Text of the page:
What Is The Difference Between EMS And TENS?

'Nerve Relief vs Muscular Relief - The Debate Begins....'

The Short Answer –

The fundamental similarity between EMS and TENS systems lies in their mode of delivery – that of electrical pulses through electrical pads to the skin.

As a result, both EMS and TENS treatments can now be delivered from a single unit. Why? But just how similar are EMS and TENS Machines?

Which one should you use and for what? What is the difference between EMS and TENS? We answer all of this below.

The Fundamental Difference Between EMS and TENS

EMS (or ‘Electrical Muscle Stimulator’) machines work by transmitting lower level electrical pulses into the nerves around muscles. This has the effect of causing the muscles to make micro contractions and theoretically improving muscle tone.

They are primarily similar to a TENS (Transcutaneous Electrical Nerve Stimulation) machine through their mode of action. That being that they both pass small electrical currents into the body through electrodes attached to the skin.

The principle difference is that the electrical impulses from a TENS machine targets nerve that deliver pain responses, rather than muscles to increase muscle tone.

What Is An EMS Machine and What Evidence Is They Work?

EMS machines are commonly used for –

  • Rehabilitation after injury
  • Increasing blood circulation
  • Relaxation of muscles
  • Muscle strengthening
  • Muscle Toning

Not so long ago, EMS machines were very popular for cosmetic purposes – placed on peoples stomach’s to allegedly give them a ‘6-pack stomach’.

Unfortunately, the case in favour of using an EMS machine is, at best, unproven. Hayter et al conducted a trial on oxygen consumption by the body (as an indicator of muscle workload) and found no difference between users with their EMS machine turned off and when they were running for 20 minutes.

As with the research into TENS machines, the results of different trials varied greatly.

What was noticed however was a strong correlation between the intensity of current and the effects on your body (Filipovic et al).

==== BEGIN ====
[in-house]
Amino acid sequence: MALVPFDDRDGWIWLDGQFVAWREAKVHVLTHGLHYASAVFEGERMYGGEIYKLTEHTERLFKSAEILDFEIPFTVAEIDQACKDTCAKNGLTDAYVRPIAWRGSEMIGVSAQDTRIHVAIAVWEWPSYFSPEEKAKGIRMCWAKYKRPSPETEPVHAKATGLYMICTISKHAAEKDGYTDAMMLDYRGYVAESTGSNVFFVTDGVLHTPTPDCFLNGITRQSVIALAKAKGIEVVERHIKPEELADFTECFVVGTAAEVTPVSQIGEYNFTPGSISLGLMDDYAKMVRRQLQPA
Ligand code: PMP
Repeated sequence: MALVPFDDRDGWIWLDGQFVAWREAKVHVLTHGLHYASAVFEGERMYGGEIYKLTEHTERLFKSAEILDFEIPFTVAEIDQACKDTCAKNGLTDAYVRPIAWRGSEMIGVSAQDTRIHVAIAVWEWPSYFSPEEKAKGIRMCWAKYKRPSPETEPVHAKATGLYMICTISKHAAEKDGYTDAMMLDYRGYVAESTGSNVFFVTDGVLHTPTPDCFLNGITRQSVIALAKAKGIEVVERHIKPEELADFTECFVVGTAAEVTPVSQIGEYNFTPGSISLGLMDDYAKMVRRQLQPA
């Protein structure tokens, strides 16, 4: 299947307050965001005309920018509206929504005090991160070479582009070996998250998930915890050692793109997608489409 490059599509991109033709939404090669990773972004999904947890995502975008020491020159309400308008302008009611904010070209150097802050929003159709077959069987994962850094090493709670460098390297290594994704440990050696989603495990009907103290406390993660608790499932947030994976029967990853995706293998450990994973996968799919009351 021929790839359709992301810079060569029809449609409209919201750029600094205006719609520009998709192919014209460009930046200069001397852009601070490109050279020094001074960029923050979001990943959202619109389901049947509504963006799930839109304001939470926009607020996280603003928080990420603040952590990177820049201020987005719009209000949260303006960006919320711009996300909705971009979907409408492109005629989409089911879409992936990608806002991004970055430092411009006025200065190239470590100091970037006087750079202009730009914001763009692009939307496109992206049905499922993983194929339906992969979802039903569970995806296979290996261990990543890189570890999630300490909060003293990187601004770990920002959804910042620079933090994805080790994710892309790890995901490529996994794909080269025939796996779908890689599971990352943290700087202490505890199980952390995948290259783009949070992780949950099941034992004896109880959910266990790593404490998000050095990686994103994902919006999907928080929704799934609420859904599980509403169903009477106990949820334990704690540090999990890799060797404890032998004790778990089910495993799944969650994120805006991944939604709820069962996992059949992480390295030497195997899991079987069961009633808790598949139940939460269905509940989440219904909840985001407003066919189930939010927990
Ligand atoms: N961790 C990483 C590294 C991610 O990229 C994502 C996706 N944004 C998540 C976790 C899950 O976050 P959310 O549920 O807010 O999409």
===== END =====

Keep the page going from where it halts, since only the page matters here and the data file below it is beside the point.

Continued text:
What has been proven is the ability of EMS to lead to functional improvement in the elderly (Langeard et al). 

However, when it comes to building larger, stronger and more defined muscles, the improvements noted were modest and the potential for deviation (outcome affected by other factors) was large.

EMS used in combination with aerobic exercise was found to increase the reduction of fat tissue faster than with exercise alone (Noites et al), but again there were substantial concerns raised about the way that fat loss was measured (by way of loose skin). 

Anyway, the point is EMS does seem to cause changes in muscles and can help with everything from rehabilitation in people with limited movement to increased mobility in the elderly, although to what extent, has yet to be properly quantified.

As EMS/ TENS technology has developed a new treatment has emerged known as WB-EMS or ‘Whole Body Electrical Muscle Stimulation’.

Basically, advances in device capacity have led to multiple electronic pads from one machine.

This means that applying up to 6 or 8 sets of pads can cover almost your entire muscular system. This has been shown to have a much more concentrated effect than just working on one isolated area.

It uses exactly the same EMS machine, but with more electrodes at work at the same time.

The perfect combination for a healthy individual or one with non-debilitating pain would seem to be exercise combined with several sets of pads on multiple areas for approximately 20 minutes.

Where your injury has caused muscle loss or lack of range of movement, then you should be extra careful about not using the machine at too high an intensity. Filipovic concluded that an intensity of 50hz was sufficient for rehabilitation and that higher intensities greatly increased the level of muscle fatigue.

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TENS Machines – And How They Achieve Pain Relief

TENS Machines however, focus on disrupting pain signals to the brain. A similar electrical current is passed in to your body and floods your brain with lots of tiny messages.

Using what is known as ‘Gate Control Theory’ this stops your brain from properly reading the normal pain signals from your central nervous system – thus reducing pain.